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Hoffmann, R. A wiki for the life sciences where authorship matters. Nature Genetics (2008)
 
 
 

Implications of somatic mutations in the AML1 gene in radiation-associated and therapy-related myelodysplastic syndrome/acute myeloid leukemia.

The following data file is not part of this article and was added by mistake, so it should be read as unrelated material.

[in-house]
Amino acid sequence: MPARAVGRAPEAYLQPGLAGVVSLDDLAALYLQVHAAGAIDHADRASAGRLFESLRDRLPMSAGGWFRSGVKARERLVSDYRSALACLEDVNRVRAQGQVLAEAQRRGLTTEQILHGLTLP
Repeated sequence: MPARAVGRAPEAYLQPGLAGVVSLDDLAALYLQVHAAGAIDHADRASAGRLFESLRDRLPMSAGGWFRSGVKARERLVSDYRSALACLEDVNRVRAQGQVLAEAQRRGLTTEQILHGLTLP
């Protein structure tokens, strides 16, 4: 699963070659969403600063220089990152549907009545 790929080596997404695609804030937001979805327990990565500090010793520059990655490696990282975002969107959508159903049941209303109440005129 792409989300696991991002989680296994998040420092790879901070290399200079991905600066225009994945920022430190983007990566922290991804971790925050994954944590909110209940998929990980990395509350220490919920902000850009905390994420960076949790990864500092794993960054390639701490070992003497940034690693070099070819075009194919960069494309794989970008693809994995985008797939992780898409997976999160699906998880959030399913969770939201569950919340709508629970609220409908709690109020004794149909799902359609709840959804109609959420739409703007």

Somatically acquired point mutations of AML1/RUNX1 gene have been recently identified in rare cases of acute myeloid leukemia (AML) and myelodysplastic syndrome (MDS). Moreover, germ line mutations of AML1 were found in an autosomal dominant disease, familial platelet disorder with predisposition to AML (FPD/AML), suggesting that AML1 mutants, as well as AML1 chimeras, contribute to the transformation of hematopoietic progenitors. In this report, we showed that AML1 point mutations were found in 6 (46%) of 13 MDS patients among atomic bomb (A-bomb) survivors in Hiroshima. Unlike acute or chronic leukemia patients among A-bomb survivors, MDS patients exposed relatively low-dose radiation and developed the disease after a long latency period. AML1 mutations also were found in 5 (38%) of 13 therapy-related AML/MDS patients who were treated with alkylating agents with or without local radiation therapy. In contrast, frequency of AML1 mutation in sporadic MDS patients was 2.7% (2 of 74). Among AML1 mutations identified in this study, truncated-type mutants lost DNA binding potential and trans-activation activity. All missense mutations with one exception (Gly42Arg) lacked DNA binding ability and down-regulated the trans-activation potential of wild-type AML1 in a dominant-negative fashion. The Gly42Arg mutation that was shared by 2 patients bound DNA even more avidly than wild-type AML1 and enhanced the trans-activation potential of normal AML1. These results suggest that AML1 point mutations are related to low-dose radiation or alkylating agents and play a role distinct from that of leukemogenic chimeras as a result of chromosomal translocations caused by sublethal radiation or topoisomerase II inhibitors.[1]

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